On a daily basis, Sarah Huckabee Sanders stands in front of the world, taking questions from the angry left.
The left-leaning media have made fun of her weight, the way she looks, for defending the President and everything else under the sun.
She remains poised and unfazed the liberal pots shots.
She is a genius at handling their questions and refuting the claims about the Trump White House.
Because she stands up for the President, she has polarized the left and their anger towards her grows daily.
When we thought we had seen it all, a left-leaning publication, The Slot, wrote a scathing article about Sarah and her family, but they didn’t leave it there, now they are attacking her Christian faith and more.
Given Sarah Huckabee Sanders’s ability to deflect, the New Yorker’s new profile on the White House press secretary is about as clarifying and detailed as one could be; it doesn’t reveal many new insights about Sanders, so much as confirming much of what her public persona displays: that she is an ultra-conservative evangelical Christian who is, if not entirely politically aligned with Trump, fiercely loyal to a man who will further her own ambitions and political agenda.
But there is a moment in the profile that Sanders seems to show a bit more of how she justifies her role in the White House.
No one expects an honest or deeply reflective answer from a woman who defends the Trump White House for a living, but Sanders’s response is telling—clearly, she sees herself as some kind of force for righteousness:
“I’m not going to my office expecting it to be my church,” she answered. “Frankly, if people of faith don’t get involved in the dirty process, then you’re missing the entire point of what we’re called to do.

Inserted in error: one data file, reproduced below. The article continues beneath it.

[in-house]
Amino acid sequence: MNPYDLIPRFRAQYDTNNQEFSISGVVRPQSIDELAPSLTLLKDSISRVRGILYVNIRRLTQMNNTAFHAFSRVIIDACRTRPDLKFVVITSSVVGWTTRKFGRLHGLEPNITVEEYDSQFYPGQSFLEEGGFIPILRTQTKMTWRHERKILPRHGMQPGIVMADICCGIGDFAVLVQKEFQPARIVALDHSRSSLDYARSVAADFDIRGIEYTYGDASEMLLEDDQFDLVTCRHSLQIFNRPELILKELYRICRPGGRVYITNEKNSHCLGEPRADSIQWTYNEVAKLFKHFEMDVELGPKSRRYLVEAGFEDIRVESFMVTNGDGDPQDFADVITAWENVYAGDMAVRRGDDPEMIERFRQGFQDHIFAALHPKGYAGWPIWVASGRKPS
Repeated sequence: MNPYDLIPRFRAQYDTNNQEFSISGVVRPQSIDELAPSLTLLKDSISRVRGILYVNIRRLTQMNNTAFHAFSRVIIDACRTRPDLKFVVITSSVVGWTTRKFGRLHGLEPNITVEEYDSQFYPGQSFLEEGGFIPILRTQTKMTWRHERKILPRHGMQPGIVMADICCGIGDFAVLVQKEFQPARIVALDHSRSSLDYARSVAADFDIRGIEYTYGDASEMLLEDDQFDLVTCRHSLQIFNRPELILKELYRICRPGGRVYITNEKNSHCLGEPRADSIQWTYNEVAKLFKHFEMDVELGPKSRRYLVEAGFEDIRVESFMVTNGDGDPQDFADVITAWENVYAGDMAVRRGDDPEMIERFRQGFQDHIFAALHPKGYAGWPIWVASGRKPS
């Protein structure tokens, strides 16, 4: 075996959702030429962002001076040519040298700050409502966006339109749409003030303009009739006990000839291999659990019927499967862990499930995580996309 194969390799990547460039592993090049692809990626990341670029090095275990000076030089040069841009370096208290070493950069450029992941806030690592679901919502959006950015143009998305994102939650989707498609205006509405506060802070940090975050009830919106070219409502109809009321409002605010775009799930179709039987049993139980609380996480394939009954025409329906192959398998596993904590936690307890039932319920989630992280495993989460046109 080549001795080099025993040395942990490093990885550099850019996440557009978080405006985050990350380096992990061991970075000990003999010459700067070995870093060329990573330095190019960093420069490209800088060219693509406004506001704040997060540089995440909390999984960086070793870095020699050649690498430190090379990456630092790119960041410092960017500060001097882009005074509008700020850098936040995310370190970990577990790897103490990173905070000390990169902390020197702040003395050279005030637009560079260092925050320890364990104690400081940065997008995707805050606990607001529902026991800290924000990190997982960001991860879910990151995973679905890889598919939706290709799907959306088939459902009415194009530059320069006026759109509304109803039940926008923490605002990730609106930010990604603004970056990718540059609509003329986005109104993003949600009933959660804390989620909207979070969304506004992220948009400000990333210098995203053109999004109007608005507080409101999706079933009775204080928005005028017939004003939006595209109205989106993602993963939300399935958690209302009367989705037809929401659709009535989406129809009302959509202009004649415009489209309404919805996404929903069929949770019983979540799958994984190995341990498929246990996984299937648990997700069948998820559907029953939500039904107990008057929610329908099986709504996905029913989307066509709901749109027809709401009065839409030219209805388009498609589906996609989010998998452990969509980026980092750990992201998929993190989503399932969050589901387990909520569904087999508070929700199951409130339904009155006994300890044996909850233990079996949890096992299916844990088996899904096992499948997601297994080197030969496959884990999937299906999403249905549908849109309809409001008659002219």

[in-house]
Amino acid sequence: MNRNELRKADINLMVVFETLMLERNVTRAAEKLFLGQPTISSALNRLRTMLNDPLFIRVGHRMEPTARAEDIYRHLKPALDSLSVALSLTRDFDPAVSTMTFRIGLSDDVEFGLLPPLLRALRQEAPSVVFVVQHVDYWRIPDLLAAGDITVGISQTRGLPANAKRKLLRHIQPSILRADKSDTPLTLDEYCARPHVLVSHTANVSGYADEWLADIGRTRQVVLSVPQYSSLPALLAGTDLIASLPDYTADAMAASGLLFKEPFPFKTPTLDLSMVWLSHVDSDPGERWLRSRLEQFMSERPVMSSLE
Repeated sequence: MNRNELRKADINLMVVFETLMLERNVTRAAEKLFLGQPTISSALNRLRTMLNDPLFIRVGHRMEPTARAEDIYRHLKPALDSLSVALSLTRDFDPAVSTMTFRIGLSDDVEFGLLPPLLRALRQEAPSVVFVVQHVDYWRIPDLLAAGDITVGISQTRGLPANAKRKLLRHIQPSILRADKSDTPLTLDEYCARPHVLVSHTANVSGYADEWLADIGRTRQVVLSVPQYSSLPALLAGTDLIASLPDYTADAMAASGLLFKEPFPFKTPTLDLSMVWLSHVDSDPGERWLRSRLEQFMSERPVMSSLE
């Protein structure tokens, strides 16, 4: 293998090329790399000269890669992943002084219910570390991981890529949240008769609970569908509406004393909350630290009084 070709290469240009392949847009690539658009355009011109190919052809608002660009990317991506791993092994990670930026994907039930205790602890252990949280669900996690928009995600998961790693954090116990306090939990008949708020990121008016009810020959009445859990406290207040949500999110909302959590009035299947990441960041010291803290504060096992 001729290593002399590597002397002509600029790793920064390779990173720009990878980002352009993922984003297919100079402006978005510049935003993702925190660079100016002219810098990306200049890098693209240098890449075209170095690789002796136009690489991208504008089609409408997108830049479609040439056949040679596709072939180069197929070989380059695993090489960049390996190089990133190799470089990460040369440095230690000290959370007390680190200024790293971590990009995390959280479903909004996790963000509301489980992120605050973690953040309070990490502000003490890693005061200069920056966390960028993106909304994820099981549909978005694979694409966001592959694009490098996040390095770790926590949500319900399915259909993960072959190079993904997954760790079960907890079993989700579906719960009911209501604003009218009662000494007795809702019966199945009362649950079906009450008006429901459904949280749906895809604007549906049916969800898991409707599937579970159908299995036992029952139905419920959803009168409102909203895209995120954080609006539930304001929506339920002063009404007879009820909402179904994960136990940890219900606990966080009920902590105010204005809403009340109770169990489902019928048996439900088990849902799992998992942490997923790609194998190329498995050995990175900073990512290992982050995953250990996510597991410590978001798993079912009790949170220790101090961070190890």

You’re not called to go into the places where everyone already thinks like you and is a believer—you have to go onto a stage where they’re not.” She went on, “You have to take that message into the darkest places, and the dirtiest places, and the most tainted and dysfunctional places.
If you can influence even one person, that’s what you’re supposed to do.” (Later, Sanders said that she was speaking broadly, about her social duty as a Christian and not about the White House.)
Then, an abrupt return to form:
I said a lot of Americans feel that the person who needs the most help is Trump.
“We all need help,” she said. “That’s the whole basis of Christianity. No one is perfect. We are all sinners.” I asked her if she considered Trump racist. She said no.
She has a job to do, after all.
The New Yorker had this to add about Sanders:
Perhaps Sanders’s greatest asset at the podium is her embodiment of the Trump voter. The supposedly populist President is tremendously wealthy, as are many top Administration figures: Ivanka Trump, Jared Kushner, Betsy DeVos, Wilbur Ross, Steve Mnuchin, and Kellyanne Conway.
Like Sanders, Vice-President Mike Pence is also a heartland Christian, but he’s rarely on TV, and he lacks the combative instinct that she shares with Trump.
Sanders’s briefings offer repeated confirmation to Trump’s base that the U.S. government is being run by Christians standing up to condescending Beltway insiders.
In a characteristic flourish, Sanders defended immigrant-family separations by noting that “it is very Biblical to enforce the law.”
The liberal left has become the party that advocates screaming and using vile language even supports violence against Trump supporters.
This was never what our forefathers had in mind. They will stop at nothing to get there way.
Thankfully, Sarah is tougher than they are and clearly smarter. We couldn’t have a more qualified press secretary than we do in Sarah Huckabee Sanders.